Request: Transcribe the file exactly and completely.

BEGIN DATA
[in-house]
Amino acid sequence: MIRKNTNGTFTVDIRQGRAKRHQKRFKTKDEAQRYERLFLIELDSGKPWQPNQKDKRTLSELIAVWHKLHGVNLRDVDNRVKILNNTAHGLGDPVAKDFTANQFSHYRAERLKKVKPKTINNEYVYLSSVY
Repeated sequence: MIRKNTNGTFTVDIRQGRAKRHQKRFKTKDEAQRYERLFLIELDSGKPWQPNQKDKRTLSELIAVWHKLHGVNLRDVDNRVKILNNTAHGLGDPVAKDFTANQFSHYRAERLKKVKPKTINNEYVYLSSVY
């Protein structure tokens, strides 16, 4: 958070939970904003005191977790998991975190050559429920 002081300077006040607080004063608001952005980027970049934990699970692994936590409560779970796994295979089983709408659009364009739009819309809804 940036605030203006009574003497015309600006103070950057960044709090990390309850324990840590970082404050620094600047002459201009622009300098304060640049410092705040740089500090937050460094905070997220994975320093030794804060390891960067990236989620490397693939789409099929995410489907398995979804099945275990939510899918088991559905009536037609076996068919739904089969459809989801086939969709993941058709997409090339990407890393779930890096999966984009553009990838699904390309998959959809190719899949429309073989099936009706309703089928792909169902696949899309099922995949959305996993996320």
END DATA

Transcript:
[in-house]
Amino acid sequence: MIRKNTNGTFTVDIRQGRAKRHQKRFKTKDEAQRYERLFLIELDSGKPWQPNQKDKRTLSELIAVWHKLHGVNLRDVDNRVKILNNTAHGLGDPVAKDFTANQFSHYRAERLKKVKPKTINNEYVYLSSVY
Repeated sequence: MIRKNTNGTFTVDIRQGRAKRHQKRFKTKDEAQRYERLFLIELDSGKPWQPNQKDKRTLSELIAVWHKLHGVNLRDVDNRVKILNNTAHGLGDPVAKDFTANQFSHYRAERLKKVKPKTINNEYVYLSSVY
């Protein structure tokens, strides 16, 4: 958070939970904003005191977790998991975190050559429920 002081300077006040607080004063608001952005980027970049934990699970692994936590409560779970796994295979089983709408659009364009739009819309809804 940036605030203006009574003497015309600006103070950057960044709090990390309850324990840590970082404050620094600047002459201009622009300098304060640049410092705040740089500090937050460094905070997220994975320093030794804060390891960067990236989620490397693939789409099929995410489907398995979804099945275990939510899918088991559905009536037609076996068919739904089969459809989801086939969709993941058709997409090339990407890393779930890096999966984009553009990838699904390309998959959809190719899949429309073989099936009706309703089928792909169902696949899309099922995949959305996993996320």